B. Subsequent Jurisprudence

At this time, the only case that has reached the Massachusetts Supreme Judicial Court aspiring to use the Warren case as support was distinguished without touching on race at all.[40] The court pointed out that it “held that it was unreasonable to stop pedestrians twenty-five minutes after, and one mile away from, a breaking and entering where they did not match the description provided to police” in Warren.[41] Conversely, the defendant’s reliance on that case was misplaced because the “vehicle was temporally and geographically closer to the crime and there was no description of the suspects.”[42] One would not even be aware Warren had been racially cognizant based on the court’s only footnote-worthy distinction.[43]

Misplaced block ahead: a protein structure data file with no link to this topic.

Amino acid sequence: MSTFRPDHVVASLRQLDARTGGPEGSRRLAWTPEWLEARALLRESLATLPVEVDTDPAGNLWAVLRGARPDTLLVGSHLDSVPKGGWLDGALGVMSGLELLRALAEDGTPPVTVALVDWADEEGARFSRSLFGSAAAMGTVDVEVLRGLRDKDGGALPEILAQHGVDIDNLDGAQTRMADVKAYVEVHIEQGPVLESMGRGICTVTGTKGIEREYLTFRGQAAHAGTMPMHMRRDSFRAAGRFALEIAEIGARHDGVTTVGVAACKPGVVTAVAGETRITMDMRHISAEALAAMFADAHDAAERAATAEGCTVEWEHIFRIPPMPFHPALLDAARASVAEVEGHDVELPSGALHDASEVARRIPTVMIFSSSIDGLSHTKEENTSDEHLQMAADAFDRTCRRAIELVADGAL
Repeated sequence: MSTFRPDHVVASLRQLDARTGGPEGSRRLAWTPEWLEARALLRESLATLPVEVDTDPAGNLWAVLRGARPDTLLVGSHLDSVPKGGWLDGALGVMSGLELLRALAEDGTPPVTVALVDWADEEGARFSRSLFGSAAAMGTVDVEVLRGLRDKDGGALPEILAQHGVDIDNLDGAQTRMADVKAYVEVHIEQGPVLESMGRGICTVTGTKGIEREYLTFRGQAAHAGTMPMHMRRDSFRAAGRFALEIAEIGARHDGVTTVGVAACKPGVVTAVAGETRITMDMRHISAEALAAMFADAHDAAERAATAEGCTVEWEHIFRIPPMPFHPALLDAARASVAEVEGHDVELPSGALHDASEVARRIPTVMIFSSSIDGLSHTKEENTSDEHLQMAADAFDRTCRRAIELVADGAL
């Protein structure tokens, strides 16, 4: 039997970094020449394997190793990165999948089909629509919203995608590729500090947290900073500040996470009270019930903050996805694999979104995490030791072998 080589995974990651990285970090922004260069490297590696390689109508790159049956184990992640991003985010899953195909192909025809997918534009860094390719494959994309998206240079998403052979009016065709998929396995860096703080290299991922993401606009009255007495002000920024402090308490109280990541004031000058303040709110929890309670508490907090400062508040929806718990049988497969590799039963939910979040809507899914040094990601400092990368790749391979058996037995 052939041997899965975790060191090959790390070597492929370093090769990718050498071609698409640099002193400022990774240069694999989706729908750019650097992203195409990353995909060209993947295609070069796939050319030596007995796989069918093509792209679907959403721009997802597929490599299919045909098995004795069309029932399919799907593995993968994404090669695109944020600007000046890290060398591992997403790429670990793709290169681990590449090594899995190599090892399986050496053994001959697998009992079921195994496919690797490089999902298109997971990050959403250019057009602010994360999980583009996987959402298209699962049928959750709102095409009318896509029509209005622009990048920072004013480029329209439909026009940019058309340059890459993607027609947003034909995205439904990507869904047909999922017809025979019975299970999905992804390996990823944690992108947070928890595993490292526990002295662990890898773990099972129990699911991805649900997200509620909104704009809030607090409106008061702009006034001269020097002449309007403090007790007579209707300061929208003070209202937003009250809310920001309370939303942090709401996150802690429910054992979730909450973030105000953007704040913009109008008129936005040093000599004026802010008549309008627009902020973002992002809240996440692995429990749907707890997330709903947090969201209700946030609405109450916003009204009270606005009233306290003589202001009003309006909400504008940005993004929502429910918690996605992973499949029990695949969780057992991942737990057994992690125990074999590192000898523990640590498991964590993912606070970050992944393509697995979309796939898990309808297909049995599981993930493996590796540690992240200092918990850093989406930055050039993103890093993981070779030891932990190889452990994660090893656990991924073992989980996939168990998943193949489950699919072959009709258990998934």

Though the Warren decision has the potential to create great change in how judges review cops’ reasonable suspicion, so far it has had a minimal impact on subsequent decisions. Perhaps there has simply been no opportunity for a defendant to utilize the new precedent (which arguably is a very good thing if that correlates to proper racial treatment). However, we should be conscious that courts can only do so much. It is one thing for courts to review law enforcement’s actions for racial bias, but it is quite another for officers to avoid those racial tendencies in the first place.

  1. Commonwealth v. Warren, 58 N.E.3d 333 (Mass. 2016).
  2. Id. at 336.
  3. Id.
  4. Id.
  5. Id.
  6. Id.
  7. Id.
  8. Id. at 336–37.
  9. Id. at 337.
  10. Id.
  11. Id.
  12. Id.
  13. Id.
  14. Id.
  15. Id. at 337–38.
  16. Id. at 335.
  17. Id. at 336.
  18. Id. at 336, 343.